Cortical Avusion & Tuberosity Frx of Navicular

- Discussion:
    - most common type of navicular frx;
    - caused by a twisting force (usually eversion) applied to the foot;
    - acute eversion of foot, resulting in increased tension on posterior tibial tendon or anterior fibers of deltoid ligament, places avulsion pull on navicular tuberosity, producing this fracture;
    - note that this fracture often occurs along w/ compression frx of cuboid; & is part of a larger midtarsal frx;
            - often avulsion of navicular tuberosity are considered to be an isolated injury, & attention is not given to entire mid tarsal joint complex;

- Exam:
    - local tenderness, combined w/ pain on passive eversion or active inversion of the foot;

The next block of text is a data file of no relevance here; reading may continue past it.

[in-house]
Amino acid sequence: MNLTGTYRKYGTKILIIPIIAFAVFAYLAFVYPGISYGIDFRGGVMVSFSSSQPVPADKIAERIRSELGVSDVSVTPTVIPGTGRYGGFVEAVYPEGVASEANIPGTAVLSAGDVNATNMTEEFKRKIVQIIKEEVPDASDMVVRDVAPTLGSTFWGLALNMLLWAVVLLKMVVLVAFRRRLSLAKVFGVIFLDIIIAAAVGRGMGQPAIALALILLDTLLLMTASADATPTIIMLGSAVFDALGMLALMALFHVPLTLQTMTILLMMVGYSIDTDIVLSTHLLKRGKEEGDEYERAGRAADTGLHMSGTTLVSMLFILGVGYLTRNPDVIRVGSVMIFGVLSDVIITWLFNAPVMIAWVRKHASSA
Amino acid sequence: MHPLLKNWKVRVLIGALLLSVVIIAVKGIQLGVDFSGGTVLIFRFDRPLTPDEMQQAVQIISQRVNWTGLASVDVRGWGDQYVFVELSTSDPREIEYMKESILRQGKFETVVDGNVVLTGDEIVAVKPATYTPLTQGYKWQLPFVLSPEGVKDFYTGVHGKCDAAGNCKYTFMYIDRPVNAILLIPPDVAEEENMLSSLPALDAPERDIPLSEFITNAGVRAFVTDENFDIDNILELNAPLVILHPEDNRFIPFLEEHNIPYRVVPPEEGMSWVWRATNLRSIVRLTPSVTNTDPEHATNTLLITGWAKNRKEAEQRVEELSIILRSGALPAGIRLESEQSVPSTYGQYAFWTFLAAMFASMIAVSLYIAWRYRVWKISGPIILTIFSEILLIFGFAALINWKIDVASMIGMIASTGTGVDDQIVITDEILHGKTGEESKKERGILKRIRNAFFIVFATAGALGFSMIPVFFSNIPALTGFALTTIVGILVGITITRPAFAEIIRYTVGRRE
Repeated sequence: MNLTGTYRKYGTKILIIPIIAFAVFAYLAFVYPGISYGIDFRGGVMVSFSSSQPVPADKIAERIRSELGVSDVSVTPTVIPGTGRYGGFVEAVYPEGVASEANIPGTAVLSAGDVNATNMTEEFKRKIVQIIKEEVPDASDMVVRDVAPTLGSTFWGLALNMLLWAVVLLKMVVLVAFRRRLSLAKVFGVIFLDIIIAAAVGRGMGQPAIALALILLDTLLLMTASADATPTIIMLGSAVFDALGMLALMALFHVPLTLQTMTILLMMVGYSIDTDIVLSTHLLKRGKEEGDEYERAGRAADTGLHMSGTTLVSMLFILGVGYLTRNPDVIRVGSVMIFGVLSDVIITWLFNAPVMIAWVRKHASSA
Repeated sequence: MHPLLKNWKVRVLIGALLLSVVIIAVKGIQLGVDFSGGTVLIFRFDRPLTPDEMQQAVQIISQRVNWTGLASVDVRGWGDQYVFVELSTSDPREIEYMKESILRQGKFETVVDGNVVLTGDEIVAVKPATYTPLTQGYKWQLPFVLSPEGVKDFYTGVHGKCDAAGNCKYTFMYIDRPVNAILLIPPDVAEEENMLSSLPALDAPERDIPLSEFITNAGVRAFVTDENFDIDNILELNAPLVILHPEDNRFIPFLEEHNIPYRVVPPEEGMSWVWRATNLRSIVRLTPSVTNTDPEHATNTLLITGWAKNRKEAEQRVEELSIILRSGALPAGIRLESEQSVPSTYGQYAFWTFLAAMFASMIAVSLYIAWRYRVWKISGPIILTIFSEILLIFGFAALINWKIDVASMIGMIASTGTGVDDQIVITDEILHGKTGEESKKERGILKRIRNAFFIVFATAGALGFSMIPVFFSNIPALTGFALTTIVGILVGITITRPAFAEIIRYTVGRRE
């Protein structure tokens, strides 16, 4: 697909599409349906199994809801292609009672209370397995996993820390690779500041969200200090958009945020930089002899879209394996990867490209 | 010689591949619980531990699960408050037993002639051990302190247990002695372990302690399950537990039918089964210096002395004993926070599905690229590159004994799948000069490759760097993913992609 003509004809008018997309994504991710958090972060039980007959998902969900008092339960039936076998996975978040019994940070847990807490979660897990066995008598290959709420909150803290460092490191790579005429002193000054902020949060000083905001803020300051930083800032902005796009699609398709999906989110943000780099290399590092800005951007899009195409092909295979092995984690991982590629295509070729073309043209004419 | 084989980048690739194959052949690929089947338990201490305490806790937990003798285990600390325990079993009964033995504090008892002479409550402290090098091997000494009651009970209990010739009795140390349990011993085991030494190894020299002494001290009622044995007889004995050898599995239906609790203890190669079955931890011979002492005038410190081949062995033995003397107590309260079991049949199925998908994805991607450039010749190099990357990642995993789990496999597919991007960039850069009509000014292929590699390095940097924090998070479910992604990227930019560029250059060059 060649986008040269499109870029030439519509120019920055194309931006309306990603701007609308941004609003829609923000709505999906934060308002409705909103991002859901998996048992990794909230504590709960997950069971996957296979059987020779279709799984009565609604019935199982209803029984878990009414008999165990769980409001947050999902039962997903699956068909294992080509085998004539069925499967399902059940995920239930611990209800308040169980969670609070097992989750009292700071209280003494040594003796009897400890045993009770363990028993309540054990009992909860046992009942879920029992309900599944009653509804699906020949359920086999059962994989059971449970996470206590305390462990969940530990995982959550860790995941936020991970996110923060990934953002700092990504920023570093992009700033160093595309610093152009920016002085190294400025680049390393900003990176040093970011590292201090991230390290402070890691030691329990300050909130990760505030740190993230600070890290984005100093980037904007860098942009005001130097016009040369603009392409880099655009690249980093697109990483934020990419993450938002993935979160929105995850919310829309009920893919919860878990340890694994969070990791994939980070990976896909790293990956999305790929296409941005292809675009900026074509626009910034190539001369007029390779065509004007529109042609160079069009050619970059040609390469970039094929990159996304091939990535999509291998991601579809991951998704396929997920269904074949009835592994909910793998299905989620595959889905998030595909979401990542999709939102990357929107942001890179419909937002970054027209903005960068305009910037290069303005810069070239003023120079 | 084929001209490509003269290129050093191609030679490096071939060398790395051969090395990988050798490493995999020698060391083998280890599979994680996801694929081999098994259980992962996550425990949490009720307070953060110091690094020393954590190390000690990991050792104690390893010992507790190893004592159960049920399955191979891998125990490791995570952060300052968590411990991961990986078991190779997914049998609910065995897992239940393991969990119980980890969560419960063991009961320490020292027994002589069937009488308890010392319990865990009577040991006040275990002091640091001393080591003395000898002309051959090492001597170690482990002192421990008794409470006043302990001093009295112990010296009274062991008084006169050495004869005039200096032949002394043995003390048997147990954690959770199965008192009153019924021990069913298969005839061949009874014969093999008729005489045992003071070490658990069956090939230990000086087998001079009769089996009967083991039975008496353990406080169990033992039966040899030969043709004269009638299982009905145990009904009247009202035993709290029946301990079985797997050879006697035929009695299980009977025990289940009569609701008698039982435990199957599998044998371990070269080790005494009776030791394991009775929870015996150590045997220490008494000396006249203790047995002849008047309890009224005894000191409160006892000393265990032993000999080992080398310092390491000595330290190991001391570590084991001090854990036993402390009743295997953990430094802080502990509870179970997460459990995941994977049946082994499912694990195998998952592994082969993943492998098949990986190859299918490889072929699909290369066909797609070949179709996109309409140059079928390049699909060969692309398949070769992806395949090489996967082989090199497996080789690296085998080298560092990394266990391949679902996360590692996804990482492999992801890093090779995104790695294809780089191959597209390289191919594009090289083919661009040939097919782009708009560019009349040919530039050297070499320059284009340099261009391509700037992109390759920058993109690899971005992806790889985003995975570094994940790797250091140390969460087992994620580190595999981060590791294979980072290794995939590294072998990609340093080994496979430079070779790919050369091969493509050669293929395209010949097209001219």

- Radiographs:
    - frx is best viewed on AP and medial oblique x-rays of foot in equinus;
    - accessory bones of the foot:
            - two accessory osscicles, os supranaviculare & os supraatalare, can occur in this region;

- Treatment:
    - small avulsion fractures are treated w/ short leg cast for 4 to 6 weeks;
    - larger avulsion fractures can be treated w/ internal fixation;
    - in some cases, a painful exostosis will develop, and this can be excised after frx healing

Original Text by Clifford R. Wheeless, III, MD.

Last updated by Data Trace Staff on Wednesday, September 5, 2012 3:44 pm